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How to Marinate Meat and Fish Chinese style

Meat Marinade

Meat is marinated before cooking to improve its flavor and to make it more tender. Many stir fries and braises require marinade. The length of marinade depends on the size of the pieces of meat: for meat shreds or thin slices 30 minutes is sufficient, but for chicken joints 3-4 hours are necessary, while whole birds may need to be marinated for 12 hours or more.

A basic marinade for 150g (5oz) pork consists of 2.5ml (1/2 teaspoon) rice wine, to suppress any strong flavors, 5 ml (1 teaspoon) soy sauce, to improve the color and add to the flavor; 2.5 ml (1/2 teaspoon) sugar, which in small quantities greatly enhances the flavor of the dish, and 2.5ml (1/2 tsp) cornstarch, which creates a film of starch over the meat and protects its texture when it is dipped into hot fat. The quantities and ingredients in marinades vary with different recipes. The amount of marinade should be just sufficient to coat the meat or fish, if the meat quantity is doubles there may be no need to double the amount of marinade.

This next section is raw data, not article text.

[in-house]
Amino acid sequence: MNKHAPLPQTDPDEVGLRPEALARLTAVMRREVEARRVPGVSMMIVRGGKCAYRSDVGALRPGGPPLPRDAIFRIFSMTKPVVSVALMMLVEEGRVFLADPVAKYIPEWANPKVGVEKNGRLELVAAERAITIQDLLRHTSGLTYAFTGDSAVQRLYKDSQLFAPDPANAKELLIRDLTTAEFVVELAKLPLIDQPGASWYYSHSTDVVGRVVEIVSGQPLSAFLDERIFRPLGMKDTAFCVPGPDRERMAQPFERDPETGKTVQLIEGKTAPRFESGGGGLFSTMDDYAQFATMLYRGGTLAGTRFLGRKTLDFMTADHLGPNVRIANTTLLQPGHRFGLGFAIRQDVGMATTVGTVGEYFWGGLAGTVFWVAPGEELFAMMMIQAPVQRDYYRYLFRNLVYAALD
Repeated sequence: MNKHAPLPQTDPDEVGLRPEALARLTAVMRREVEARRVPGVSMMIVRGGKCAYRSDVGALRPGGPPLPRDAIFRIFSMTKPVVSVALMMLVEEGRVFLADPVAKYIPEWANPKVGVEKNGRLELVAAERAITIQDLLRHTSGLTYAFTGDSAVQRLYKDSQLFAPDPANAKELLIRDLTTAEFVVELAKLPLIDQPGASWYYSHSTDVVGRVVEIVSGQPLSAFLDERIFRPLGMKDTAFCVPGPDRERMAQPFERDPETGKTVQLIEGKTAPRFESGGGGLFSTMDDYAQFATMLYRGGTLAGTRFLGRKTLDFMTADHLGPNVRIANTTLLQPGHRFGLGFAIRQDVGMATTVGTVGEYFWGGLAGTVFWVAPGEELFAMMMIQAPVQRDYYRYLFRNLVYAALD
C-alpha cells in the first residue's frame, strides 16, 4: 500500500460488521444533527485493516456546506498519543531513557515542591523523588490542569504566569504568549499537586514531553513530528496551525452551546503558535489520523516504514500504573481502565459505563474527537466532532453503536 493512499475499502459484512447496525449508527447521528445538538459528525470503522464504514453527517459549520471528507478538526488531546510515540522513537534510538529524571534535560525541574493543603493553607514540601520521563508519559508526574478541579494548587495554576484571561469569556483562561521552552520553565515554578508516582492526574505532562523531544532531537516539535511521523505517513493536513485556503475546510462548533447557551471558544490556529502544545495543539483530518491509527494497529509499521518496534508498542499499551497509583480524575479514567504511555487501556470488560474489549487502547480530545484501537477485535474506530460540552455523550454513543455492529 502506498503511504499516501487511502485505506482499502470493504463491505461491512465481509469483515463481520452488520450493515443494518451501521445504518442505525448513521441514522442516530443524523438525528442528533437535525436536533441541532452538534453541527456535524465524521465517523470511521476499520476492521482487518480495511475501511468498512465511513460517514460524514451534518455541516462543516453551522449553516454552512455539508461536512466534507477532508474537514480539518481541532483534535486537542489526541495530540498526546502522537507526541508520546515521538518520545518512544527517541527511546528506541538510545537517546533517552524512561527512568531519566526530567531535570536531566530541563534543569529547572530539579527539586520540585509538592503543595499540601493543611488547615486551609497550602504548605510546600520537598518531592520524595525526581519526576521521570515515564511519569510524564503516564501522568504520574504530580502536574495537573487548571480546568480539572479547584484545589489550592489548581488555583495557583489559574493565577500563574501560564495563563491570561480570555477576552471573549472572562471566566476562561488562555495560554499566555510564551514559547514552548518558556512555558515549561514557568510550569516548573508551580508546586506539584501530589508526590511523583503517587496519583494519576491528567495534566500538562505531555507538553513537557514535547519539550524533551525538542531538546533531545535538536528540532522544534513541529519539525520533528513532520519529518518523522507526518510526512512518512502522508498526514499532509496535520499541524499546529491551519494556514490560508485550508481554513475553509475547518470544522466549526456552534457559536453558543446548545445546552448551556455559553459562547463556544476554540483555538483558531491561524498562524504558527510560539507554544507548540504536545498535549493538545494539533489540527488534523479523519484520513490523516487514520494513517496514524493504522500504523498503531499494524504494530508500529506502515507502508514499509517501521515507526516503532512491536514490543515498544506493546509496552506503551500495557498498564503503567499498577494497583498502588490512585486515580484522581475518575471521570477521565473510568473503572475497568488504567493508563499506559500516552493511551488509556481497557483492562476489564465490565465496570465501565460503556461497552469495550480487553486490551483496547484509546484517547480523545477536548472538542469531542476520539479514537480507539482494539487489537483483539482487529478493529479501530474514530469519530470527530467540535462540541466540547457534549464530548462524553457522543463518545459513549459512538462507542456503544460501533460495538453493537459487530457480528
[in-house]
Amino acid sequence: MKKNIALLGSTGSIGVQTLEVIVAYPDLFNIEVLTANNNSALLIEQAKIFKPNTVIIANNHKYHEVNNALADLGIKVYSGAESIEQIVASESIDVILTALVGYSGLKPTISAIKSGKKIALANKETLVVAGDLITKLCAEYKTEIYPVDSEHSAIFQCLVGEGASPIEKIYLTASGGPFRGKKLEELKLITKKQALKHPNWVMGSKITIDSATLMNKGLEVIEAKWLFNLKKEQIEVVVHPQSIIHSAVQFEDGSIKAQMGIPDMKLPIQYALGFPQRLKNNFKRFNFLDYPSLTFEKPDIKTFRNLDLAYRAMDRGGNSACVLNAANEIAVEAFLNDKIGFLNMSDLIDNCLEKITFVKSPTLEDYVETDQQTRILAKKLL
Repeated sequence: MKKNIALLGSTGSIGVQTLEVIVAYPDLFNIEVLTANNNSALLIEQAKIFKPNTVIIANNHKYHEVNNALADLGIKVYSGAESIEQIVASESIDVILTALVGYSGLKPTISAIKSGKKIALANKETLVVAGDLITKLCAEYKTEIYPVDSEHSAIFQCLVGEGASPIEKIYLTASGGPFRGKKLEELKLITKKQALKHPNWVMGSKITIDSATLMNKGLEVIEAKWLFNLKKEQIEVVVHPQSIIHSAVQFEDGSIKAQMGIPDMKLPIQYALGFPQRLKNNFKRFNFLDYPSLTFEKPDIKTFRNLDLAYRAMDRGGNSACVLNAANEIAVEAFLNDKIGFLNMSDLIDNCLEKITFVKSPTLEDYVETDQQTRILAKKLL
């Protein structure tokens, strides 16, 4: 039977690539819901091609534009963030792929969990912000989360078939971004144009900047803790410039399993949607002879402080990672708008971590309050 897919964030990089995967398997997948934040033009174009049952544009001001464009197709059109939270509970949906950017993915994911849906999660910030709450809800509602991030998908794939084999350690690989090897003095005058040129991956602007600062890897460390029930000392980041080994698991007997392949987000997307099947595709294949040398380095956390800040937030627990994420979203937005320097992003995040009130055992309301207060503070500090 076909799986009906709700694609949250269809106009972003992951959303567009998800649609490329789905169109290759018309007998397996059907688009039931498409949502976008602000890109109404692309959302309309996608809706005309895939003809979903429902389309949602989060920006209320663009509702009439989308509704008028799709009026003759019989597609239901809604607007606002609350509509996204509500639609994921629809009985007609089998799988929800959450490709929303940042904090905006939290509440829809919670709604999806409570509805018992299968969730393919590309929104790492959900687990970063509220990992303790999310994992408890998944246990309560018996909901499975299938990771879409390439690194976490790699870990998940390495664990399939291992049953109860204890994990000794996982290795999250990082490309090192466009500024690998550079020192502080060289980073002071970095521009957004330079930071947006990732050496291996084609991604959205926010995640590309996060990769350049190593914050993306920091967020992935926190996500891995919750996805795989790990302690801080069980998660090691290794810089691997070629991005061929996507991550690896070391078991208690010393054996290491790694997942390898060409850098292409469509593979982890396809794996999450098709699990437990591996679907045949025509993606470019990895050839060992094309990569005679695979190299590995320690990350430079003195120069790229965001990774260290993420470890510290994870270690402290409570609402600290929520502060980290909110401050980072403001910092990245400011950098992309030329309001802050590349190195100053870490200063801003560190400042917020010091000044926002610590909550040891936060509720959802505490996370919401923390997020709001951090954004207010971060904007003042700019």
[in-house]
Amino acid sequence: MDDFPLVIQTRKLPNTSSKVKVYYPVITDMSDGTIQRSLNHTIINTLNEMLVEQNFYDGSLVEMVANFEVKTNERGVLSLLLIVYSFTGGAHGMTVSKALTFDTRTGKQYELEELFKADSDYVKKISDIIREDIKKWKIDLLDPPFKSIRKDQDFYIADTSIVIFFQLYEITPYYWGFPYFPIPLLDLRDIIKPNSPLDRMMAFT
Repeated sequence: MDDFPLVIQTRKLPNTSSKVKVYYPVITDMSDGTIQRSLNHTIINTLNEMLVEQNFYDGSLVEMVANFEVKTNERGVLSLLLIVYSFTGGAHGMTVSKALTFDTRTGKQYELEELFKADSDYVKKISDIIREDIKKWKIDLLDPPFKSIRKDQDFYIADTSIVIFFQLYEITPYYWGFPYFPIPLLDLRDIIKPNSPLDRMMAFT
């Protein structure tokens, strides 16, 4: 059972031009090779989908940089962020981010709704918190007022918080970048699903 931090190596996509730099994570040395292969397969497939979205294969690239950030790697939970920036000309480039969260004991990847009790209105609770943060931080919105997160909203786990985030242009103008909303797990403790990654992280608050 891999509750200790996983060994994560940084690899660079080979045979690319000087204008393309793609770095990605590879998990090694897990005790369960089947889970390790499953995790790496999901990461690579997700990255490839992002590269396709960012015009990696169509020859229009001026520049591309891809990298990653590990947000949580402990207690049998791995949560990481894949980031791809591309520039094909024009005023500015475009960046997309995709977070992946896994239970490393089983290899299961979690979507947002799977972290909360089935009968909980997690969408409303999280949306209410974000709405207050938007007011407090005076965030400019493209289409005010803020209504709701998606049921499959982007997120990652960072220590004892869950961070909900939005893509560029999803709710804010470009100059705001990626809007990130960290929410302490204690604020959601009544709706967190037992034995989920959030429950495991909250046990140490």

Beef and mutton are often marinated with a little oil to prevent them from becoming dry. A basic cooking marinade for 150g (5oz) of these meats would be 5ml (1tsp) soy sauce, 2.5ml (1/2 tsp) rice wine, 5ml (1 tsp) cornstarch, and 5 ml (1tsp) oil. Dry sherry or Japanese sake make perfectly acceptable substitutes for Chinese Rice Wine.

A basic marinade for chicken, prawns or white fish in stir fried or braised dishes is 2.5 ml (1/2 teaspoon) rice wine, pinch of salt, 5 ml (1 tsp) cornstarch and 10ml (2 tsp) white of egg for 150g (5oz.) of meat.

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Last Modified: 11/28/11.